one evening last summer. And I never thought I'd have occasion to kill a man. Every doctor worries that sometime he might make a little mistake, or even just an error of judgment; his patient would die--and the doctor would forever after blame himself. But this wasn't anything like that. I wanted to kill this fellow, and I did. I can't say I'm exactly sorry, but it gives you a queer feeling just the same.
I was alone in my office, that summer night. I live in a little stucco house near the edge of Pleasant Grove Village, with my office and reception room occupying about half its lower floor. My wife and young daughter were away for a week at the beach. I was alone on the premises, that night at midnight. I'd had quite a tough day at the hospital--two operations, one of which had turned out to be more serious than I had anticipated, and a long steady grind of routine calls that had kept me going until about eleven-thirty. I had just decided to go to bed when a car stopped outside. Hurried footsteps came up the walk; my night bell rang.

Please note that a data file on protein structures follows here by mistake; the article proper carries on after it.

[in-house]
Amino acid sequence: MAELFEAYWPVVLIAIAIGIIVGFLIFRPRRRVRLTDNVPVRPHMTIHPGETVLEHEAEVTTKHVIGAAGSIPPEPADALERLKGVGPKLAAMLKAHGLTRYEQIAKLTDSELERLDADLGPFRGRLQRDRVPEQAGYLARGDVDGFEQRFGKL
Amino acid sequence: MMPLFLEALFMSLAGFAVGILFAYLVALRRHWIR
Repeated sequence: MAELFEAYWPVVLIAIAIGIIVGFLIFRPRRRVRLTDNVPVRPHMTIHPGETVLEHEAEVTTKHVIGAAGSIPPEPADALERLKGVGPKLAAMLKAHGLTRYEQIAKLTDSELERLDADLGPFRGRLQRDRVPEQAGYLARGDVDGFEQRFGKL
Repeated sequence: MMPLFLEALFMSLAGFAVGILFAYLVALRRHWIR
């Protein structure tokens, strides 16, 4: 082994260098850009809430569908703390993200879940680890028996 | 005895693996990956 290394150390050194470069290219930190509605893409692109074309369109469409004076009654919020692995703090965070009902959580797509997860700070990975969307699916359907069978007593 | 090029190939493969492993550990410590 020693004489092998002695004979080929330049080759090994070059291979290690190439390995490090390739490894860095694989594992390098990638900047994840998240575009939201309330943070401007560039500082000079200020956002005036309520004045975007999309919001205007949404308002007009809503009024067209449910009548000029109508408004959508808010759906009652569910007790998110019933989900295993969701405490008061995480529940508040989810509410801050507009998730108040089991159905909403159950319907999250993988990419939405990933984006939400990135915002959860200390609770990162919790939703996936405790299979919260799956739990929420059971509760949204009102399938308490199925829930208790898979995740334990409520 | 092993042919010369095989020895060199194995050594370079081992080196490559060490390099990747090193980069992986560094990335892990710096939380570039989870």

It was a slim, dark-haired young girl. She wore a black, somewhat shabby raincoat and hood. Which struck me as odd, because it was a hot summer night, with a full